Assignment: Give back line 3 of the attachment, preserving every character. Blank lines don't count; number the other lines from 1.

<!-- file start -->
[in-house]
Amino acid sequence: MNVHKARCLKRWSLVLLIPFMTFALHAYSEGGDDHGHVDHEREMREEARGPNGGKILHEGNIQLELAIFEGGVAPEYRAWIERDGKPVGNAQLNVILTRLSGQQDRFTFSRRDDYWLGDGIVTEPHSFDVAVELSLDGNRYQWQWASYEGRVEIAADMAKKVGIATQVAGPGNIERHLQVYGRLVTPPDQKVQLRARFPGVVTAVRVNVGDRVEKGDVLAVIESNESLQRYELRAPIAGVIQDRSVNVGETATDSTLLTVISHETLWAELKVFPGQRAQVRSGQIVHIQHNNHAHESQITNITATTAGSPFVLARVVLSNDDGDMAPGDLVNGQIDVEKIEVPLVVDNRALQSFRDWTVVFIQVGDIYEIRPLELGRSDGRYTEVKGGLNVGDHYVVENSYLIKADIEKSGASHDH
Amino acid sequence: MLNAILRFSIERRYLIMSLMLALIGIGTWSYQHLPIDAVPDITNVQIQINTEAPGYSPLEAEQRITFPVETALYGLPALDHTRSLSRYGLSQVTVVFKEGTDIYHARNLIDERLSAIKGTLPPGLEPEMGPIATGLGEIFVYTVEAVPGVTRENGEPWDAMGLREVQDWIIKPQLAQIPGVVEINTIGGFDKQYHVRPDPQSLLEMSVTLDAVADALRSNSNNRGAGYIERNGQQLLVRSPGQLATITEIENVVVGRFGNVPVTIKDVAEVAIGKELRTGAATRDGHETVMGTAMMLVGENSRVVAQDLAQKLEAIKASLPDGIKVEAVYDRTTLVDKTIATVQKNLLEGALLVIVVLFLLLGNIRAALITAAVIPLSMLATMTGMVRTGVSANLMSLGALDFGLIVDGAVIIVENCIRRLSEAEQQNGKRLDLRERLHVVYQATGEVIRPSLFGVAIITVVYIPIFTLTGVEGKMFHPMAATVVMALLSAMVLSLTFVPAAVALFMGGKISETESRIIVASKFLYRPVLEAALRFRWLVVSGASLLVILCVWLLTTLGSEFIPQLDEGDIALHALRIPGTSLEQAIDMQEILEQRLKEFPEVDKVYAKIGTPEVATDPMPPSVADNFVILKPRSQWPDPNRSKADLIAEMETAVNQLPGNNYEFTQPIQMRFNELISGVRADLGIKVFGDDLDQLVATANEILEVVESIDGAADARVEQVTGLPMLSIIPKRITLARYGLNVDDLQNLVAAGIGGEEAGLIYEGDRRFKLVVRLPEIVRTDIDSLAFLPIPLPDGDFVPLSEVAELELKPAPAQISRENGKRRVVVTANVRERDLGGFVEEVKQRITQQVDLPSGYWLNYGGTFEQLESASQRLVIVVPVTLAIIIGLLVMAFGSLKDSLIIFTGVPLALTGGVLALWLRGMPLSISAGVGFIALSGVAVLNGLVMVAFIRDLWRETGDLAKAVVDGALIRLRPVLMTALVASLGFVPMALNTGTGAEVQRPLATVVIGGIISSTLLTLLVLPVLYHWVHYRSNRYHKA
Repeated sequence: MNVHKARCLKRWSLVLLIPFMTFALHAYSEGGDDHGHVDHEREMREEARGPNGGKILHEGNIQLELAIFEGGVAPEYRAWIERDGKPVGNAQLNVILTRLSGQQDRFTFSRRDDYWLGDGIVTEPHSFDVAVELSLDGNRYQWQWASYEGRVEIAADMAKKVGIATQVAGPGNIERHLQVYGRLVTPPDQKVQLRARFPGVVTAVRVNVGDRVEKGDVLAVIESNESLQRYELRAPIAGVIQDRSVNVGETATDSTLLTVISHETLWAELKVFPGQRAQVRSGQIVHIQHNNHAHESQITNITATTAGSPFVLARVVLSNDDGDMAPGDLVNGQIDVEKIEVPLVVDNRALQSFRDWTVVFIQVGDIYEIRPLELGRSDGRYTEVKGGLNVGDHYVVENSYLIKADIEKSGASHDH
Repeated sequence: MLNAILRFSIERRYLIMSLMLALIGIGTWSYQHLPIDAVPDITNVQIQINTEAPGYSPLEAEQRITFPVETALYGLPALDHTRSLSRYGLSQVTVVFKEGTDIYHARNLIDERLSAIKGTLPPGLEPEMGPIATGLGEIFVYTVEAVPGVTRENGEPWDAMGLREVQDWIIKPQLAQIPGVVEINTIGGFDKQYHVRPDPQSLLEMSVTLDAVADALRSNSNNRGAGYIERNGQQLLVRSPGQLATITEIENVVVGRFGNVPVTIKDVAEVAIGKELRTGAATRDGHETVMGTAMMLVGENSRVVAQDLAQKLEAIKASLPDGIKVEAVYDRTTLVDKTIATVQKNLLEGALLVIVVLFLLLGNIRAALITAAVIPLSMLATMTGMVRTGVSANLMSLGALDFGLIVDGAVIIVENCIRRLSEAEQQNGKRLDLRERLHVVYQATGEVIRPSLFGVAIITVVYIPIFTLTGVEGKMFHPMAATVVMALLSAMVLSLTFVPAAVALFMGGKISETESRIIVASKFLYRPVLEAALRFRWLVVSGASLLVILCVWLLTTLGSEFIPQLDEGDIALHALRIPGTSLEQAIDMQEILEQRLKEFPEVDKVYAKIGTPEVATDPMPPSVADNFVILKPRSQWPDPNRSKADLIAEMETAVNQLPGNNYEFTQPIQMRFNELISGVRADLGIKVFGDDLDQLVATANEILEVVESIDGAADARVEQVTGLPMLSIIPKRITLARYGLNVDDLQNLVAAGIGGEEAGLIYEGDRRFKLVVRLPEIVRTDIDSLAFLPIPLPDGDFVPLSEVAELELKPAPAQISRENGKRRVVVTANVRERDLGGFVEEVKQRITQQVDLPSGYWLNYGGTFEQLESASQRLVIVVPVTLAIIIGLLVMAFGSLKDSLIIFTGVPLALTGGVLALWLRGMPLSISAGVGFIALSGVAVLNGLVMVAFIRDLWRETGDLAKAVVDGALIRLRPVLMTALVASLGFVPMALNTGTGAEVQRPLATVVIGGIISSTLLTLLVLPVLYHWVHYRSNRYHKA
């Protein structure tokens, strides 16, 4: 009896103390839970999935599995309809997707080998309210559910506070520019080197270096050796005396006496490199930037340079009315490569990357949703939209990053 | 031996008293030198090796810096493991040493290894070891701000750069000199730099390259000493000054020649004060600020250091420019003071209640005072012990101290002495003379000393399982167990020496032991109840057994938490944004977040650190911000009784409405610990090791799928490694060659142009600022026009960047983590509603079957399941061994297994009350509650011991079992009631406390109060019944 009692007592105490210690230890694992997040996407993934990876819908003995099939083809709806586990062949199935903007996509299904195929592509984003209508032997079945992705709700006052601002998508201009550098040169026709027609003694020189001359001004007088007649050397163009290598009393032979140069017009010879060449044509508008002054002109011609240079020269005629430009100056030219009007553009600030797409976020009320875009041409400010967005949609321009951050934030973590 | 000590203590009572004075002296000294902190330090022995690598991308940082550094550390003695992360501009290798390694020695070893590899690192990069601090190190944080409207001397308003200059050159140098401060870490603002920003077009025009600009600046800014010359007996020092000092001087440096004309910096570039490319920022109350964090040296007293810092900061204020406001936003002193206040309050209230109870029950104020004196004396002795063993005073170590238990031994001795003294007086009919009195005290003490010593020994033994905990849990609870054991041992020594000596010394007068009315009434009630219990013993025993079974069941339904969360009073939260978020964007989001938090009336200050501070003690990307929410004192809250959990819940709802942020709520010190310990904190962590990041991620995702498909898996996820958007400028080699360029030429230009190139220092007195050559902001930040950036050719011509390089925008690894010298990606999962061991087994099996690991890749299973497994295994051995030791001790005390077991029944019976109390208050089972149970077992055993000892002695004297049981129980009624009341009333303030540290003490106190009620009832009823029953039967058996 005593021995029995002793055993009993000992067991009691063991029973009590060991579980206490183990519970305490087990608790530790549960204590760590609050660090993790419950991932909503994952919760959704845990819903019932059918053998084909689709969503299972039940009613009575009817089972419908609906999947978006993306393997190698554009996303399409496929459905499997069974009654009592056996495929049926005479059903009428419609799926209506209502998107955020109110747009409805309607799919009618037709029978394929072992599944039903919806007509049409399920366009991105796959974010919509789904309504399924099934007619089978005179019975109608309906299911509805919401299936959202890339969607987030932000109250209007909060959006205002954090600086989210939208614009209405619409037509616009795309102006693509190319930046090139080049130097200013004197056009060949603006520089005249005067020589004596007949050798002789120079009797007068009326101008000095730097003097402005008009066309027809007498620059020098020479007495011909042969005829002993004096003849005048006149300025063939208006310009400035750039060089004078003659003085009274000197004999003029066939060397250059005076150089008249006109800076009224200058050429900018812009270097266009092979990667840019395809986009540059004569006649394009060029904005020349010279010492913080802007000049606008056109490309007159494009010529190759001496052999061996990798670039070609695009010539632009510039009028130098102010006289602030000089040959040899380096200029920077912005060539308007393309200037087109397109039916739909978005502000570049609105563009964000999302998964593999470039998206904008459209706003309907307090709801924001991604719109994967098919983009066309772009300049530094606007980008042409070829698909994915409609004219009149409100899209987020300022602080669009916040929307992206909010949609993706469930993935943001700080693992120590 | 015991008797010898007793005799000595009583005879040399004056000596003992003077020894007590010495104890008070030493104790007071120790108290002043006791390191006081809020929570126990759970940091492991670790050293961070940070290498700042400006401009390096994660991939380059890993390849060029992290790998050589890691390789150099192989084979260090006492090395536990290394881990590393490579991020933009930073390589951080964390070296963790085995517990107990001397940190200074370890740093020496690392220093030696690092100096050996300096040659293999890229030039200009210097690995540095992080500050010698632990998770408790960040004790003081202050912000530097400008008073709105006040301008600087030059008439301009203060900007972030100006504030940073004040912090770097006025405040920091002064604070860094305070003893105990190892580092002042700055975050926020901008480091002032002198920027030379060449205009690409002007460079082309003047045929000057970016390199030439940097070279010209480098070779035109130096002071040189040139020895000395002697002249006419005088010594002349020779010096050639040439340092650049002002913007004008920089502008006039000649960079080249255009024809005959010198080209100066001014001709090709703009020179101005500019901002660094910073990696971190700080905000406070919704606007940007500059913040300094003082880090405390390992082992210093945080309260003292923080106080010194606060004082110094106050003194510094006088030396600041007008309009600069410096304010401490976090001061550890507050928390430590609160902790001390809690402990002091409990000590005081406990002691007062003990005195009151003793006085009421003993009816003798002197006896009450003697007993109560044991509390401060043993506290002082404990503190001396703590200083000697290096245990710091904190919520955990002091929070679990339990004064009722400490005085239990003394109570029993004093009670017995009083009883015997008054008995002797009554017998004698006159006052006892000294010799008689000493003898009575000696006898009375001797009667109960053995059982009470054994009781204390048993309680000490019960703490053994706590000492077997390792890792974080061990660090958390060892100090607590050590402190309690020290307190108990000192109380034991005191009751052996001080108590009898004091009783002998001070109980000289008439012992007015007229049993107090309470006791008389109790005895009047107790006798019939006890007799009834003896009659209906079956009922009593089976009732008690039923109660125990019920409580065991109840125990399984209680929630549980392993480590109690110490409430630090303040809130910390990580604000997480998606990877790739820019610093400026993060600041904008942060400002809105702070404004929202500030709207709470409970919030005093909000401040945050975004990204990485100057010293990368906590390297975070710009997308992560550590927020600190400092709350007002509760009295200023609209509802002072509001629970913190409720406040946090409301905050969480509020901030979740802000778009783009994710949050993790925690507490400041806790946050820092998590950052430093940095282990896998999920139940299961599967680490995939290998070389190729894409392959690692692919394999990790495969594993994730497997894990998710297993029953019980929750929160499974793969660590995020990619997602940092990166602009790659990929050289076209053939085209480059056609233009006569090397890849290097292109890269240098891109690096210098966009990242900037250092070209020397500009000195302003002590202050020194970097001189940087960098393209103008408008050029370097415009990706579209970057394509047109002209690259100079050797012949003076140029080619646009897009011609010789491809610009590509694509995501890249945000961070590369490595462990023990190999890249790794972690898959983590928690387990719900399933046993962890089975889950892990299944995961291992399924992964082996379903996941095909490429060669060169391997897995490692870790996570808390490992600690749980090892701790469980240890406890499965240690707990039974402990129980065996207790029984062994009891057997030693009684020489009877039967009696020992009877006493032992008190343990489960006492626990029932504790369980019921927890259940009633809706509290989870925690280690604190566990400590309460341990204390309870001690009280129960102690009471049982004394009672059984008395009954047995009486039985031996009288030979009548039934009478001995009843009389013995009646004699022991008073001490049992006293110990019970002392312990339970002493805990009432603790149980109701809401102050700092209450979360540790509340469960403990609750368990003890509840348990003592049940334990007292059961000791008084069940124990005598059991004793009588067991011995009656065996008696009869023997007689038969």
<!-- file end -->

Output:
Amino acid sequence: MLNAILRFSIERRYLIMSLMLALIGIGTWSYQHLPIDAVPDITNVQIQINTEAPGYSPLEAEQRITFPVETALYGLPALDHTRSLSRYGLSQVTVVFKEGTDIYHARNLIDERLSAIKGTLPPGLEPEMGPIATGLGEIFVYTVEAVPGVTRENGEPWDAMGLREVQDWIIKPQLAQIPGVVEINTIGGFDKQYHVRPDPQSLLEMSVTLDAVADALRSNSNNRGAGYIERNGQQLLVRSPGQLATITEIENVVVGRFGNVPVTIKDVAEVAIGKELRTGAATRDGHETVMGTAMMLVGENSRVVAQDLAQKLEAIKASLPDGIKVEAVYDRTTLVDKTIATVQKNLLEGALLVIVVLFLLLGNIRAALITAAVIPLSMLATMTGMVRTGVSANLMSLGALDFGLIVDGAVIIVENCIRRLSEAEQQNGKRLDLRERLHVVYQATGEVIRPSLFGVAIITVVYIPIFTLTGVEGKMFHPMAATVVMALLSAMVLSLTFVPAAVALFMGGKISETESRIIVASKFLYRPVLEAALRFRWLVVSGASLLVILCVWLLTTLGSEFIPQLDEGDIALHALRIPGTSLEQAIDMQEILEQRLKEFPEVDKVYAKIGTPEVATDPMPPSVADNFVILKPRSQWPDPNRSKADLIAEMETAVNQLPGNNYEFTQPIQMRFNELISGVRADLGIKVFGDDLDQLVATANEILEVVESIDGAADARVEQVTGLPMLSIIPKRITLARYGLNVDDLQNLVAAGIGGEEAGLIYEGDRRFKLVVRLPEIVRTDIDSLAFLPIPLPDGDFVPLSEVAELELKPAPAQISRENGKRRVVVTANVRERDLGGFVEEVKQRITQQVDLPSGYWLNYGGTFEQLESASQRLVIVVPVTLAIIIGLLVMAFGSLKDSLIIFTGVPLALTGGVLALWLRGMPLSISAGVGFIALSGVAVLNGLVMVAFIRDLWRETGDLAKAVVDGALIRLRPVLMTALVASLGFVPMALNTGTGAEVQRPLATVVIGGIISSTLLTLLVLPVLYHWVHYRSNRYHKA